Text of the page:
Sunday, March 02, 2014


Archaeologists have uncovered a number of altar relics, including jade artifacts and pits for offerings, at the Shimao ruins, a Neolithic city in China. The findings suggest a religious culture at the time in which human
sacrifice played a part.

The Shimao ruins, located in China's Shaanxi Province, were first discovered in 1976. Until 2012, they were believed to be part of a small town. However, last year, archaeologists realized that the ruins were part of a much larger city extending over an area of 4.25 square kilometers. It was built about 4,300 years ago and abandoned roughly 300 years later during the Xia Dynasty (2100-1600 BC), the first dynasty in China described in historical chronicles.

The city contains a central area with inner and outer structures and walls surrounding the outer city. Remains of palaces, houses, tombs, sacrificial altars and handicraft workshops are scattered around the site. The discovery of many important remains like the earliest preserved murals, partial jade ware and large quantities of pottery shards indicated that the Shimao site played an important core position in the Chinese northern cultural sphere.

The sacrificial altar, located outside the walls of the Shimao Ruins, measures 8 meters in height and had a three-tiered structure with a stone base 90 meters long. The pits for offerings, which are up to 3 meters deep, were found nearby, said Sun Zhouyong, deputy head of the Shaanxi Provincial Institute of Archaeology.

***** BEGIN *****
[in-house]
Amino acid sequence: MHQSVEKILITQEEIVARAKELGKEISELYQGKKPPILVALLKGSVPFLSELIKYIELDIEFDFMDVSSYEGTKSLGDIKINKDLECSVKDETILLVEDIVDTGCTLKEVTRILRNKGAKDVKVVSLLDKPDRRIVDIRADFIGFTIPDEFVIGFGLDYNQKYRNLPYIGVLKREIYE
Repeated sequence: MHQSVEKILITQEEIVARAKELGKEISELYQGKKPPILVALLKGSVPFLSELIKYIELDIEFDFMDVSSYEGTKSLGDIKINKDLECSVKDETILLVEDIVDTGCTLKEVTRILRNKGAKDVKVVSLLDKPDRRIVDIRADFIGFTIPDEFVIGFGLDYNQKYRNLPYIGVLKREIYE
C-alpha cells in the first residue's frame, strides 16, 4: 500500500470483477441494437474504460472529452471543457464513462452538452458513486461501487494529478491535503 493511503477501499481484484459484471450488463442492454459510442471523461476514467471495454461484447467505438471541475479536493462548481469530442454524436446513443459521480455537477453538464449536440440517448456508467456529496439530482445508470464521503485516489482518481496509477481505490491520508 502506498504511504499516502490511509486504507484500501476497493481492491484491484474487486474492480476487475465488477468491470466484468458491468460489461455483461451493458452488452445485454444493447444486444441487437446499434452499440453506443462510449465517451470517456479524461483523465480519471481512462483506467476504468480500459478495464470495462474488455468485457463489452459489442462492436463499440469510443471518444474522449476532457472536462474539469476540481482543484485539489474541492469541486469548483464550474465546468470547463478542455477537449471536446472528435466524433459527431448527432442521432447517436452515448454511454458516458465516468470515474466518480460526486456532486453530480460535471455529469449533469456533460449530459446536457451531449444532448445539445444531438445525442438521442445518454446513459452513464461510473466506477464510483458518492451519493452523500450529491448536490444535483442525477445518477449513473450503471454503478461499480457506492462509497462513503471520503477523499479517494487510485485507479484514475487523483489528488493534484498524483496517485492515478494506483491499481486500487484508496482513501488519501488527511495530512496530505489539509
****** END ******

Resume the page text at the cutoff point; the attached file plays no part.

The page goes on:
Last year, archaeologists excavated over 80 human skulls dumped in groups - and the rest of their bodies were nowhere to be found. The grisly discovery was made in two pits, with 24 skulls in each, in front of the east gate of the city ruin while others were later uncovered along the eastern city wall. An analysis on the remains revealed that most of them belonged to young women, who may have been sacrificed as part of the rituals

Based on the location of the skulls, archaeologists believe that they are related to the construction of the city wall and may have been part of a religious ritual or foundation ceremony launched before construction of the inner city began.


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